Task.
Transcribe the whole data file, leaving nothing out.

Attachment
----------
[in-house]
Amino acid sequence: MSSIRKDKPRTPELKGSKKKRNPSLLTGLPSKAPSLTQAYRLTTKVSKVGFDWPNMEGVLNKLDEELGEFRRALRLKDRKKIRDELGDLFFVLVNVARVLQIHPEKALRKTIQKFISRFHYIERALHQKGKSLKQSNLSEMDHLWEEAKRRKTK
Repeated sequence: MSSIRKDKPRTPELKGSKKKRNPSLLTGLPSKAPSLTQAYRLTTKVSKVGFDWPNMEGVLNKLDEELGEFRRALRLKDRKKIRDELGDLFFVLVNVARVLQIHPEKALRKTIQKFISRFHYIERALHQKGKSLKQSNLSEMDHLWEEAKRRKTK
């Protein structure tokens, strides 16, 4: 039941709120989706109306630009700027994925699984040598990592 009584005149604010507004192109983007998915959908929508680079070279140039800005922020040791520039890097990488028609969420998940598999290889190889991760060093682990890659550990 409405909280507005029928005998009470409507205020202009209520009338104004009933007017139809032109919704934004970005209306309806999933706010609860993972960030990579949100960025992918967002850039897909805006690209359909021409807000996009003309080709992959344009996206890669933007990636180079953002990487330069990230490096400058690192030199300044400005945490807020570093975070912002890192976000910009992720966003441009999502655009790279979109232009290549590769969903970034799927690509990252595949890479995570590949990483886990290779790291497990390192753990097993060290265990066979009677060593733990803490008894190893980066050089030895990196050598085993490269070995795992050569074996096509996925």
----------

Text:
[in-house]
Amino acid sequence: MSSIRKDKPRTPELKGSKKKRNPSLLTGLPSKAPSLTQAYRLTTKVSKVGFDWPNMEGVLNKLDEELGEFRRALRLKDRKKIRDELGDLFFVLVNVARVLQIHPEKALRKTIQKFISRFHYIERALHQKGKSLKQSNLSEMDHLWEEAKRRKTK
Repeated sequence: MSSIRKDKPRTPELKGSKKKRNPSLLTGLPSKAPSLTQAYRLTTKVSKVGFDWPNMEGVLNKLDEELGEFRRALRLKDRKKIRDELGDLFFVLVNVARVLQIHPEKALRKTIQKFISRFHYIERALHQKGKSLKQSNLSEMDHLWEEAKRRKTK
């Protein structure tokens, strides 16, 4: 039941709120989706109306630009700027994925699984040598990592 009584005149604010507004192109983007998915959908929508680079070279140039800005922020040791520039890097990488028609969420998940598999290889190889991760060093682990890659550990 409405909280507005029928005998009470409507205020202009209520009338104004009933007017139809032109919704934004970005209306309806999933706010609860993972960030990579949100960025992918967002850039897909805006690209359909021409807000996009003309080709992959344009996206890669933007990636180079953002990487330069990230490096400058690192030199300044400005945490807020570093975070912002890192976000910009992720966003441009999502655009790279979109232009290549590769969903970034799927690509990252595949890479995570590949990483886990290779790291497990390192753990097993060290265990066979009677060593733990803490008894190893980066050089030895990196050598085993490269070995795992050569074996096509996925």